Salmon in estuary on south side of Tenakee Inlet


Salmon getting ready to spawn and die in Tenakee Inlet estuary


Many dead salmon and lots of bear sign in Tenakee Inlet estuary.


Grizzly scat near camp in Tenakee Inlet


Our next-to-the-last camp, Tenakee Inlet


Day 69, August 9--Tenakee Inlet (from island near Long Bay to Saltery Bay)--20 miles

Up about 8 AM to partly sunny skies.  Left about 10:30AM.  Light following breeze.  Many seals at entrance to Long Bay.  Decided to paddle up Seal Bay.  Headwind blowing down bay increased the further we went.  Finally with half mile to go, we gave it up. 

Sailed out and down Tenakee Inlet, stopping at next small estuary, but no salmon.  In the next one, even smaller, there were many salmon, the surface boiling with them.  Couldn't get far because of fallen trees across stream. 

Sailed on to Saltery Bay and paddled into bay.  Sailboat anchored near head of bay.  No one appears to be aboard.  Camped nearby, less than half mile from estuary.  Had hard time finding decent camp.  David's boot failed with just one day to go and he got a wet foot. 

Very uneven grass-covered forest edge which has been logged and is a mess.  Tent site sloping downhill.  Geese flew over honking as we prepared for bed.  Salmon jumping in bay.  Very picturesque view up bay.


Saltery Bay, Tenakee Inlet


Day 70, August 10--Saltery Bay to Tenakee Hot Springs--9 miles

Awake at 6:30AM and headed up estuary, but didn't get far.  No salmon, several eagles, no bears.  Few bear tracks on shore—salmon run mostly done?  Headed back to camp, got breakfast and packed.  Totally clear and sunny.  Headed out just as sailboat appeared to be weighing anchor. 

Moderate up-bay breeze turned to down-inlet breeze, which we used to sail across inlet.  Just as we approached north shore it switched to up-inlet and increased to make the last mile a real claw as we came into Tenakee Hot Springs.  We landed and David went up to talk to some folks who were picnicking on a deck.  Got oriented—friendly folks about our age.  Invited us to potluck/party in the evening.  Great timing!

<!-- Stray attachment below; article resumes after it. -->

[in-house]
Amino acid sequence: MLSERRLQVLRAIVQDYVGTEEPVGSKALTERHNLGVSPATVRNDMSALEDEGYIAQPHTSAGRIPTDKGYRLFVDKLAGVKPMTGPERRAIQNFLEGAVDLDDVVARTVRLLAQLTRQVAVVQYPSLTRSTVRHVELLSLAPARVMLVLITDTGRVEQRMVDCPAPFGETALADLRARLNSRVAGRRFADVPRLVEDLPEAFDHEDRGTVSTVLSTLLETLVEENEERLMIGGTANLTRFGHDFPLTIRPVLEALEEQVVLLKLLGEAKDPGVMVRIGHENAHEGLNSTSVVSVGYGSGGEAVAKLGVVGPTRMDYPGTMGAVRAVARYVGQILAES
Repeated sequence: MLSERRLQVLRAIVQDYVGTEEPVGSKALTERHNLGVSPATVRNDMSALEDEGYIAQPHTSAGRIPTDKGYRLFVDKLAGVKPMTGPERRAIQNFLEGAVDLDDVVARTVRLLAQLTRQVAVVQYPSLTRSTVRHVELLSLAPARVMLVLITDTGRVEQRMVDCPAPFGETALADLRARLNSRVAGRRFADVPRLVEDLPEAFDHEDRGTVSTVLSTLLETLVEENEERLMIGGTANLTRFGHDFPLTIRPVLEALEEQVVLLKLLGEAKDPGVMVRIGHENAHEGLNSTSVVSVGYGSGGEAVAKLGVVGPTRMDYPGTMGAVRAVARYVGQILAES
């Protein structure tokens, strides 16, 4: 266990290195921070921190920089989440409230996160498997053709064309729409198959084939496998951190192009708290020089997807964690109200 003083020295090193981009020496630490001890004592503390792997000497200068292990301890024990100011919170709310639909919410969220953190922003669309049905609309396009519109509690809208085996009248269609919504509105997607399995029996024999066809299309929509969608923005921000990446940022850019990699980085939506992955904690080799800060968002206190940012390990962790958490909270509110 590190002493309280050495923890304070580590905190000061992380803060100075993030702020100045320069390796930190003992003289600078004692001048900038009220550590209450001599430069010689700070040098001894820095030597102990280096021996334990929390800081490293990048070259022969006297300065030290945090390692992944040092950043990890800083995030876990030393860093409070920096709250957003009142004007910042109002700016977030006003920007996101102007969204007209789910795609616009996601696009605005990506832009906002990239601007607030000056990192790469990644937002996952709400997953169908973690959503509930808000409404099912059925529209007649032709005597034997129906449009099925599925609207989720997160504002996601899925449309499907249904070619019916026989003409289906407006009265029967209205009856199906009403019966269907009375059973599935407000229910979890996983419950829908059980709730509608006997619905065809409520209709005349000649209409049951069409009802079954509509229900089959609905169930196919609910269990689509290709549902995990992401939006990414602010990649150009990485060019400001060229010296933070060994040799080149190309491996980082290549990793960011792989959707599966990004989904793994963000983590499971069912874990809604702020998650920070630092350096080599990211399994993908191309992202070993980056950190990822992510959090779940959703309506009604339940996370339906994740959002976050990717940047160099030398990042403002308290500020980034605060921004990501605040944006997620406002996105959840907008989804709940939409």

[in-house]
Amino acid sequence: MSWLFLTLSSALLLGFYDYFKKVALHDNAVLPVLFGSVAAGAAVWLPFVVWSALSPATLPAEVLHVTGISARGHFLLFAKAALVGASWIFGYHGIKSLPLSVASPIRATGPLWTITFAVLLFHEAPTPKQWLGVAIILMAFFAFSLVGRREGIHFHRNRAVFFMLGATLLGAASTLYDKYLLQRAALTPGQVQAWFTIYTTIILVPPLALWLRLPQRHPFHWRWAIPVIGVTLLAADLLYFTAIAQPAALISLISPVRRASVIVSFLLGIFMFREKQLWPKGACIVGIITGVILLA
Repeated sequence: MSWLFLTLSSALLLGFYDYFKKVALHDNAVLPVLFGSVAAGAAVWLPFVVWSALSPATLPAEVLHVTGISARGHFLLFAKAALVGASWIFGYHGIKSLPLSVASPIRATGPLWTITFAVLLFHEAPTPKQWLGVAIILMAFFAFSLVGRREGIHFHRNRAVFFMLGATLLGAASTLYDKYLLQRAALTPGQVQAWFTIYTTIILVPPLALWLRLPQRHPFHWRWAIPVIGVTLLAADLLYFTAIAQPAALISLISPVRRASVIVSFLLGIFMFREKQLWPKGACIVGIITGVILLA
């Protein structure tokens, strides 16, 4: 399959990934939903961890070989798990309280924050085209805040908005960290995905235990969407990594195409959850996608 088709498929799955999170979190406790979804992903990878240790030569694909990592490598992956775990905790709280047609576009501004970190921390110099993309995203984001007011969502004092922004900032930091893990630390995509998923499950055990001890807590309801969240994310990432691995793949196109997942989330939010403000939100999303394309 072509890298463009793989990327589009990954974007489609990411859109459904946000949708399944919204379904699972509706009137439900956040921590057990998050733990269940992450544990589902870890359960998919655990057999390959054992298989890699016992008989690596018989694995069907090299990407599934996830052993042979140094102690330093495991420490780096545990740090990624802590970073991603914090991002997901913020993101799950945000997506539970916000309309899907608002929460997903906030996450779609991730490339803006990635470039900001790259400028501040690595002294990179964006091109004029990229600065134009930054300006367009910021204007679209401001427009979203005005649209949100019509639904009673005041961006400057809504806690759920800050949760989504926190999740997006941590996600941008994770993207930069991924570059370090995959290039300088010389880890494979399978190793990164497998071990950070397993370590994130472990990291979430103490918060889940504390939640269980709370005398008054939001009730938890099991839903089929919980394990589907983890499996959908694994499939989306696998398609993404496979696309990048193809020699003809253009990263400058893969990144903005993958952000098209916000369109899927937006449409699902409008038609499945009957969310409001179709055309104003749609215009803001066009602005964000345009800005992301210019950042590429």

Proceeded on to harbor area, landed, embraced, and found nice camp area in forest behind general storage area littered with odds and ends of building materials, skiffs, derelict  and otherwise.  Schlepped everything back there and put up tent, then walked into town. 

Met Brooke in Snyder Mercantile and Pearl got scoop on life in Tenakee while David used bath house during men's hours.  Brooke mentioned bakery next door as a good breakfast spot.  He mentioned that the owner, Darius had a sailboat David was quite familiar with.  As we walked back to camp, we found Darius with his boat.  Later we walked down to the docks and Darius was there, having just put his boat into the water for the first time.  David helped him raise the mast. 

Then we headed to the party.  About 50 people there, nice string band, then rock band and loads of great food.  A beautiful sunny evening.  Chatted for some time with Karen Wilson of Juneau and her daughter Hannah, who turned out to be a good friend of someone we knew from Tucson.  

Left party about 9:15AM.  Karen had mentioned that Lynn Schooler, author of two books we'd read on the trip, was staying at Tenakee Hot Springs Lodge.  Saw a couple guys on deck of lodge as we walked by, so went up to check.  It was indeed Lynn and he made us welcome to sit down and chat.  Nice opportunity to compliment him on the books. 

Then finally to bed, amazed that our last day of paddling is done.

Approaching Tenakee Hot Springs


We end a wonderful summer of paddling at Tenakee Hot Springs


And celebrate at a party in Tenakee Hot Springs


It's been a great adventure together.